Do people in your area watch more television than read the newspaper? Do they listen to the radio more? Keep in mind that magazines cannot provide immediate coverage, but they can run good, fun photos and recap your event.
4. Do not, do not, do not send the same pitch to every media outlet:
One size does not fit all! The key is to give each outlet what they need. Provide content that is useful to the outlet’s audience. If you are pitching to a newspaper or magazine, think about which section of the publication your information belongs – Metro, LifeStyles, Community Calendar Listings, Features, Sports, etc. Also, keep in mind what kind of pictures you would like to send with or accompany your information. When it comes to radio, there’s no visual element involved. The medium thrives on sound bites. Spokespeople should be lively, well-spoken and knowledgeable about your event. When it comes to websites, information is digested differently. Some are updated daily, others weekly and some monthly. Proofread everything before you hit the send button. Bottom line is to make sure what you send to each outlet is relevant and newsworthy.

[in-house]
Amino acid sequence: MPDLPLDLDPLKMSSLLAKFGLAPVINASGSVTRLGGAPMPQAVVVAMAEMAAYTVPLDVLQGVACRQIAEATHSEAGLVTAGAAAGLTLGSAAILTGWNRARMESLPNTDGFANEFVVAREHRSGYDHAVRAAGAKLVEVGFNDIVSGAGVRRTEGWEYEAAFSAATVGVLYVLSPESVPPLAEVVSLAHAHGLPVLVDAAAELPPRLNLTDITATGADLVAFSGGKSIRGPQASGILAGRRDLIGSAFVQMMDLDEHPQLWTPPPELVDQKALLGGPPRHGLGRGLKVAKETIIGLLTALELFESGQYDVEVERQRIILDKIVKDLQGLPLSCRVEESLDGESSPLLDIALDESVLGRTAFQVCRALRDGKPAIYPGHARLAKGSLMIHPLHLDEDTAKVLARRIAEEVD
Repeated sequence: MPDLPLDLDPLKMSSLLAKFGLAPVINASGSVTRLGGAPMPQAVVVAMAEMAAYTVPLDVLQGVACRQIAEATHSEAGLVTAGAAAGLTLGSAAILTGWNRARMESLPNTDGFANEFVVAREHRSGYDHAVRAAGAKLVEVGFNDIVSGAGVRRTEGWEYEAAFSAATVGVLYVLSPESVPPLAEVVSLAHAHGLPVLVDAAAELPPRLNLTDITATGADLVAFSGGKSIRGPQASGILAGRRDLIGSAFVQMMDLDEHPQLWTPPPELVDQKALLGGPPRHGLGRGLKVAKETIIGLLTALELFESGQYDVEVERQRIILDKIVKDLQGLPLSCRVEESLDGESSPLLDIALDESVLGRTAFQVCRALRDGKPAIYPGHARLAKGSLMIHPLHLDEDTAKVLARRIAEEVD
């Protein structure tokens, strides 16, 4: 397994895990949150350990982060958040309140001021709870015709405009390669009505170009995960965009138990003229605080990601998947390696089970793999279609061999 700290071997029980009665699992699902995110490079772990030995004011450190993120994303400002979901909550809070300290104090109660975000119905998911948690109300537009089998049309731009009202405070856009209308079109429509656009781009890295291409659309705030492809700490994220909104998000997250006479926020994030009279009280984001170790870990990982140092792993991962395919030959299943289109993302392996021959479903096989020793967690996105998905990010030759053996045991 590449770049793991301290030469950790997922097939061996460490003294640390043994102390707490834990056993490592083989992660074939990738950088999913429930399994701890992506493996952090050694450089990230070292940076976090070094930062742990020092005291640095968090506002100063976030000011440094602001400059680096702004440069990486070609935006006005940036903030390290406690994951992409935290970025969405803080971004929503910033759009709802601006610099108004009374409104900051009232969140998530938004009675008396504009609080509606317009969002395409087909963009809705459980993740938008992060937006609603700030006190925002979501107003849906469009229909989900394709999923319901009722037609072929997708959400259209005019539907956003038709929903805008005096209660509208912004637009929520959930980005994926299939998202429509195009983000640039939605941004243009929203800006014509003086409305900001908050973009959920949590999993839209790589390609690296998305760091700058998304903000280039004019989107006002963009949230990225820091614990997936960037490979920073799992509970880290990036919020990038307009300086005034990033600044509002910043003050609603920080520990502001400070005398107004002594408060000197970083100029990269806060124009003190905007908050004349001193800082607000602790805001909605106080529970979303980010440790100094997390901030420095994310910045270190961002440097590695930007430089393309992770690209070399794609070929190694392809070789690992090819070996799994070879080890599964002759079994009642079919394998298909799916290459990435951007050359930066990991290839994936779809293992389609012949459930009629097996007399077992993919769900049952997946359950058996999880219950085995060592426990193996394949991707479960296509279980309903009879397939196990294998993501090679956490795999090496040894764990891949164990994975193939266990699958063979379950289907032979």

5. Do not send the same to pitch to every single person in the newsroom:
Sending your pitch or press release to everybody who works for the organization is a great way to make sure your information never sees the light of day. Instead, find out who covers what in your area. What type of stories are writers, producers and reporters known for? You will find most all that you need in the Contact Us section of media outlets. In many cases, e-mail addresses and phone numbers are listed.
6. Find out how writers and reporters want to be contacted:
It always works to your best interest if you find out this information first.
7. Social Media and Community Outreach: